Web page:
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Dear Black People: This is a No Twerking Zone

Updated: Apr 6, 2021

The Black community pulls itself into another pointless argument regarding respectability politics and how we shall conduct ourselves in the public domain. The controversy revolves around a black-owned restaurant owner in Dallas who went father-mode on a few patrons for acting as if they have no home training.



TRUE Kitchen + Kocktails owner yelling at customers, FR24 News 2020


A viral video shows Kevin Kelley, owner of TRUE Kitchen + Kocktails, yelling at customers for disturbing the environment by twerking and standing on furniture. Within seconds, it escalated to him losing his religion and scolding everyone within hearing distance that they can leave too if they couldn’t abide by the rules. TRUE Kitchen later wrote a statement on their social media platforms on what occurred. Video footage also surfaced of Kelley going to one table and calmly explaining to grown adults why they can’t throw that thang in a circle. Another video shows the same people he told to cease getting on the chair and twerking.


A discussion went ablaze on Black Twitter on whether the owner was right or wrong on his approach to handling the problem. On the one hand, some feel that the women were entirely in the wrong for their behavior. While agreeing with his stance, others think that he went overboard and acted unprofessionally with the customers. A few tweets even go as far as stating to boycott his restaurant as they feel that his words came off as misogynistic. However, there is one clear answer: They were both in the wrong!


The owner has every right to dictate what goes on in his/her business. He gave them multiple chances to act like they had some common sense; however, they continue to ignore him. Anyone in that situation would feel disrespected and frustrated, especially if it was happening at their home. There is almost a guarantee that they would pull this at a white-owned restaurant such as Ruth Chris, Mastros, Ocean Prime, or even the Cheesecake Factory. As the old saying goes, “there is a time and place for everything.”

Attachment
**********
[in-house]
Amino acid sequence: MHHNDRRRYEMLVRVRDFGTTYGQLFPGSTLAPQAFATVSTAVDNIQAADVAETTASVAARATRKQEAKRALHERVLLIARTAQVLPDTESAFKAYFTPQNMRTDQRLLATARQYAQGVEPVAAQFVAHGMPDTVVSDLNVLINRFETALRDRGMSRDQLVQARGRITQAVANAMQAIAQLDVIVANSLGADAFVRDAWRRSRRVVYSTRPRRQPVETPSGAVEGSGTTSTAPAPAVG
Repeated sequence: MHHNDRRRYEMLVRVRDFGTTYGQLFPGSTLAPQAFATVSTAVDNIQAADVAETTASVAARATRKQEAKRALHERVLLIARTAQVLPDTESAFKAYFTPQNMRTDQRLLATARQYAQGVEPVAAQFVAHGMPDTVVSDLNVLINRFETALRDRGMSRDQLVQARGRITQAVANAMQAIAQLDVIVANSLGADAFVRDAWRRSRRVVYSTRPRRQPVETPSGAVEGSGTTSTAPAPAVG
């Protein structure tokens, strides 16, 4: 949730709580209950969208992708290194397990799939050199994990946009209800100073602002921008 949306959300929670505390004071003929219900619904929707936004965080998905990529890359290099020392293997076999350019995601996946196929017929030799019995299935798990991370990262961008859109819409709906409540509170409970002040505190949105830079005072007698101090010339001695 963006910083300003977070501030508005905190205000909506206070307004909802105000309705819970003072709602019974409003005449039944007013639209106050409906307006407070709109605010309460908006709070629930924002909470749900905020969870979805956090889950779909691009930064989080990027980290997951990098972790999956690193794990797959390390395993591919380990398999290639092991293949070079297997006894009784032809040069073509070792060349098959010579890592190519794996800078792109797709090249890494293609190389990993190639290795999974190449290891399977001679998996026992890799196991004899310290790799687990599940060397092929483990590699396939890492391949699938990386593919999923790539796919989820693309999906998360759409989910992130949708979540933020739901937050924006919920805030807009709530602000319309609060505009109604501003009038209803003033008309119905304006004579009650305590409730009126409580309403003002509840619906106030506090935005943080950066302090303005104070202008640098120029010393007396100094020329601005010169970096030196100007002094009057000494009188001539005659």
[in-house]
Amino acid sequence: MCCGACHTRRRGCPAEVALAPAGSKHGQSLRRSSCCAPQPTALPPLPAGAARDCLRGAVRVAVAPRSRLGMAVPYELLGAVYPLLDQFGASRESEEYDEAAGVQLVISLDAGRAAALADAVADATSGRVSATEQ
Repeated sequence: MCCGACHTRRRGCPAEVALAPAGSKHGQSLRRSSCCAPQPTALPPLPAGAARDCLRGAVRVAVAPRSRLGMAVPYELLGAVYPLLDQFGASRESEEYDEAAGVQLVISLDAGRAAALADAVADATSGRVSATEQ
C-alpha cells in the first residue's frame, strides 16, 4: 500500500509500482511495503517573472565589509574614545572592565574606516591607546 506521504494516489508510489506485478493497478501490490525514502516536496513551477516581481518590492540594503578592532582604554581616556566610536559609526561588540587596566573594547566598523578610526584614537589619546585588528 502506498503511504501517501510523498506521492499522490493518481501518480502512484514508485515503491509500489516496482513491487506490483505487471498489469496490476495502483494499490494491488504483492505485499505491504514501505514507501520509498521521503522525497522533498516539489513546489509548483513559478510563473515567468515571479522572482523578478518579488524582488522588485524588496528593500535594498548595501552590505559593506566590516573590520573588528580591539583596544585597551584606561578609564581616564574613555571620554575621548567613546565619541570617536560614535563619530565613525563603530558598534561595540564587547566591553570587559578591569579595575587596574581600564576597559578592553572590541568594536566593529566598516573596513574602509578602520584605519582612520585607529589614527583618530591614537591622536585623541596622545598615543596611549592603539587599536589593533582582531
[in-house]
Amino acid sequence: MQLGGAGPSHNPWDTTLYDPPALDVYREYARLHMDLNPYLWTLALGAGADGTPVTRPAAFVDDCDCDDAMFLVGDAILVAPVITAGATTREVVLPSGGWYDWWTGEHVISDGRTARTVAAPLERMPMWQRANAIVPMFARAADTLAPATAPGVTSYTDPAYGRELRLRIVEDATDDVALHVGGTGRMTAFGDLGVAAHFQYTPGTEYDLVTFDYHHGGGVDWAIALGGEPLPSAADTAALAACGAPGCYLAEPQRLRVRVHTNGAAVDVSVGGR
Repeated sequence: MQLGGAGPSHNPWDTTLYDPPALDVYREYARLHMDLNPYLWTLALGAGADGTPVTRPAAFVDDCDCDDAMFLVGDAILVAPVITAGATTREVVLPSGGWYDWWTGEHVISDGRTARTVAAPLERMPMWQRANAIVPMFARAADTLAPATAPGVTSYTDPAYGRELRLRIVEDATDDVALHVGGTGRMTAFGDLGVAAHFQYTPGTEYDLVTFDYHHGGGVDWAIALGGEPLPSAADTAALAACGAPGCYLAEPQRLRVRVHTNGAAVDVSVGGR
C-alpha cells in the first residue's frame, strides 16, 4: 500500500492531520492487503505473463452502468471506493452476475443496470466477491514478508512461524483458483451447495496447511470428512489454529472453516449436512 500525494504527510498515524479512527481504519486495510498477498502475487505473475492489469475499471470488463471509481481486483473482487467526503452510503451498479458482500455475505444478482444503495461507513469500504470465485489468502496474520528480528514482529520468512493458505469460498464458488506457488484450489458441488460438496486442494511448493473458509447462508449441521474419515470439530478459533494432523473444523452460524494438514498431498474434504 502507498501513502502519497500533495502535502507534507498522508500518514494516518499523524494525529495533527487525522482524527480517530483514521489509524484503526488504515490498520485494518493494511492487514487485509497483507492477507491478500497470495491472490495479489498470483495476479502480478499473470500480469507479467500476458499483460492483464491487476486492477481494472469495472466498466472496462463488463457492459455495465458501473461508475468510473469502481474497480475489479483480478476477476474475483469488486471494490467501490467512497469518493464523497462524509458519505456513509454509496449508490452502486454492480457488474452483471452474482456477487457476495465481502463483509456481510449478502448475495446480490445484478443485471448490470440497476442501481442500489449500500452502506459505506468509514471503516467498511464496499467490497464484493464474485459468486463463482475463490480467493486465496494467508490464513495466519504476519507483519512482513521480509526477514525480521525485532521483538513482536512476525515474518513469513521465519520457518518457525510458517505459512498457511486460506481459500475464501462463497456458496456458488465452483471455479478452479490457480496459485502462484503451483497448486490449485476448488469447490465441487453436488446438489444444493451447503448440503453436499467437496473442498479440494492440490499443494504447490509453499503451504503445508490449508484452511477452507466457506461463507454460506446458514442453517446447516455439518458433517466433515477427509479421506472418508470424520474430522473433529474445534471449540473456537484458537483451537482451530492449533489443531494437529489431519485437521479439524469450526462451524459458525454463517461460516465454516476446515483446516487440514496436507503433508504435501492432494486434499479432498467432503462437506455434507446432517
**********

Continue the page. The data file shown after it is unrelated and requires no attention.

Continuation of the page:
Simultaneously, when you work or own anything that involves customer service, there is a way to handle rude customers without looking like the bad guy. For Kelley, while in the right for his anger, must remember to stay professional at all times. Also, yelling at customers who had nothing to do with the incident is bad for himself and his business. Customers have the right to spend their money where they feel accepted. Stating that you don’t need their money is a clear-cut way of losing future revenue. In the next few weeks, he might want to consider changing a few aspects of his business, from the music playlist to his restaurant’s ambiance.


Whichever side you are on, one thing we can all agree on is that respect has to be mutual between one another. When you walk into someone’s personal space, think about how you want people to treat your home or commercial property. Better yet, before you decide to jump up and dance on a table, think about what your mother would say while grabbing the closet thing to her hand to throw at you.



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